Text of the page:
Dec 22, 2014
WG3 Conservation physiology and decision-making
See the ‘meetings’ tab for minutes and information about training schools and workshops held by this WG during the course of the Action
The aims of WG3 are to (1) enable physiological knowledge to be incorporated into decision support tools and decision making processes; (2) ensure that developments in conservation physiology can be used and communicated effectively to a wide audience. Therefore, WG3 will focus on bringing together resource conservation managers, decision makers and the relevant scientists (ecologists, modellers and physiologists) through seminars, workshops and a final high-profile conference. By defining the policy and management context in which conservation physiology needs to operate, WG3 will play a fundamental role in determining the direction and scope of work in the other two WGs.
Specific objectives are to:
- Help scientists gain a better understanding of the legal and policy frameworks relevant to fisheries and habitat management, and therefore appreciate the information requirements of resource managers and policy makers. This will ensure that developments in conservation physiology can be focussed on societal needs.
- Evaluate the strength and uncertainty of species distribution and productivity forecast models, to ensure that conservation managers and decision makers are able to design and implement long-term ecosystem management plans more easily. So, to develop an understanding of: 1, changes in ecosystems relative to Good Environmental Status 2, the most useful bio-indicators of ecosystem change for incorporation into national marine monitoring plans; 3, the socioeconomic impact of the most likely changes in fished ecosystems.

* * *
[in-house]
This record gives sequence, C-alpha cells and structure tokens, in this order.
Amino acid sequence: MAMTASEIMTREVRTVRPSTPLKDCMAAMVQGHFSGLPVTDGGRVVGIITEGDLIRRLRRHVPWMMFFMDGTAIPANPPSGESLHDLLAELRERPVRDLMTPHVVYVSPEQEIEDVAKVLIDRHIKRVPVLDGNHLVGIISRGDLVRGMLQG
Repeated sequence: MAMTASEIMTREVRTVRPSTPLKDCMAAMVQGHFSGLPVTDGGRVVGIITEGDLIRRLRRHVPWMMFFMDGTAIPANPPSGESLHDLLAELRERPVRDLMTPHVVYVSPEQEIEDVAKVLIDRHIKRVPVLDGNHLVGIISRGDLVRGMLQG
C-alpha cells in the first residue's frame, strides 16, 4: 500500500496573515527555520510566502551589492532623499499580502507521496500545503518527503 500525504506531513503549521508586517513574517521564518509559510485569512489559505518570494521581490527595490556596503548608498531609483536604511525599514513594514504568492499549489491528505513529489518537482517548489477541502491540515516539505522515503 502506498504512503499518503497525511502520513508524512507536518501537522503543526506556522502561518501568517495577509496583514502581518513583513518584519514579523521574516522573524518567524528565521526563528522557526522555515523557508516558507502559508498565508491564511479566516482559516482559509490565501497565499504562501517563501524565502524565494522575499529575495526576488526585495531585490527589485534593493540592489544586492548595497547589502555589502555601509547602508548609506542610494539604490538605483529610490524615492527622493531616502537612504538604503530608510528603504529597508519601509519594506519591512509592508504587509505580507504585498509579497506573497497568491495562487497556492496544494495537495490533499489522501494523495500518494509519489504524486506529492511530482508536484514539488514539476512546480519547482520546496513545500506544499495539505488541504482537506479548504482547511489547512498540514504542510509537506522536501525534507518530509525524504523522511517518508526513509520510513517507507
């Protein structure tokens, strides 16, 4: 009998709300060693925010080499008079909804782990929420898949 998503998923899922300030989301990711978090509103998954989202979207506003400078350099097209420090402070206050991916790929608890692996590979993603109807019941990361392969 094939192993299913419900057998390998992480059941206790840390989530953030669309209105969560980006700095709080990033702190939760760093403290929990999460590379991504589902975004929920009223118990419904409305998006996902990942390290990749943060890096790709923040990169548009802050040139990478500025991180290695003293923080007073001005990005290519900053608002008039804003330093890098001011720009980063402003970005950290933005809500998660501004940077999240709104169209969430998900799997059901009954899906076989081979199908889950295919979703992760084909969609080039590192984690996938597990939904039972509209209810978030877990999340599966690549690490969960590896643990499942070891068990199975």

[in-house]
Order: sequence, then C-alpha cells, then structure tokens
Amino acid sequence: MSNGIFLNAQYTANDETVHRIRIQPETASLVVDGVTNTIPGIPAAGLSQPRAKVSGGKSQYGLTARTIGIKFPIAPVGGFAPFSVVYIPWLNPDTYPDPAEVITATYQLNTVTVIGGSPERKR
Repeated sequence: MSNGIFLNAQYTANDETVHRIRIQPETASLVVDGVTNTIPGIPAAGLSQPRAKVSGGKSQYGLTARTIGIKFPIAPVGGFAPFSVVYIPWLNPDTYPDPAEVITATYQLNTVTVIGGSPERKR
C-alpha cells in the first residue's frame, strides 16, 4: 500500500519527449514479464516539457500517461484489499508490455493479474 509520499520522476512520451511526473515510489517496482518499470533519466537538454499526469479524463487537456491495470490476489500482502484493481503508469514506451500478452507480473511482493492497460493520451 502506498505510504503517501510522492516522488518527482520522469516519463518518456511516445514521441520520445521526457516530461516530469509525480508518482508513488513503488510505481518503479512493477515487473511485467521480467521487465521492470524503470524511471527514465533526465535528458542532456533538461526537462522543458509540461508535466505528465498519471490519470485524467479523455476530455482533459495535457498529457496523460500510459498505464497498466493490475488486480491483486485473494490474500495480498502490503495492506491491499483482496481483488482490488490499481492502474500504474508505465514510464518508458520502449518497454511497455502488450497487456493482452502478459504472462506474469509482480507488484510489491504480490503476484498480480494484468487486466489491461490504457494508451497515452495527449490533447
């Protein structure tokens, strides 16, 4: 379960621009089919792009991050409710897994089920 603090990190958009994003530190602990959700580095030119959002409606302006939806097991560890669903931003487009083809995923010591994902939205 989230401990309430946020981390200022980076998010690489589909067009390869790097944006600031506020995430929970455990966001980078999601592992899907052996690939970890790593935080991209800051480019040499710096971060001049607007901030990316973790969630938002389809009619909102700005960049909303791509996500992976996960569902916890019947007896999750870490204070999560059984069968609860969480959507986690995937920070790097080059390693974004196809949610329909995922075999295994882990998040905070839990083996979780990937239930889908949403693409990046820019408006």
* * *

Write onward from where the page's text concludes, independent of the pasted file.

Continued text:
- Provide conservation managers and decision makers with management tools that provide more accurate predictions of future change in ecosystems, and thereby improve decision making processes by strengthening the scientific evidence upon which they are based.
Deliverables for WG 3
Three workshops will be organised. The first at the beginning of the Action, to estabish the bases for interaction. The second workshop at month 24, to evaluate progress and change direction if needed. This may yield a publication, provisionally entitled “Potential for physiological knowledge to inform management and policy needs for key European marine fisheries in the face of environmental change”. A final high-profile meeting will take place at month 45, to disseminate the COST Action results as widely as possible. Policy makers and politicians must be in attendance. The proceedings of this meeting will be published as an integrative book, which reflects the multidisciplinary nature of the Action and provides perspectives and recommendations.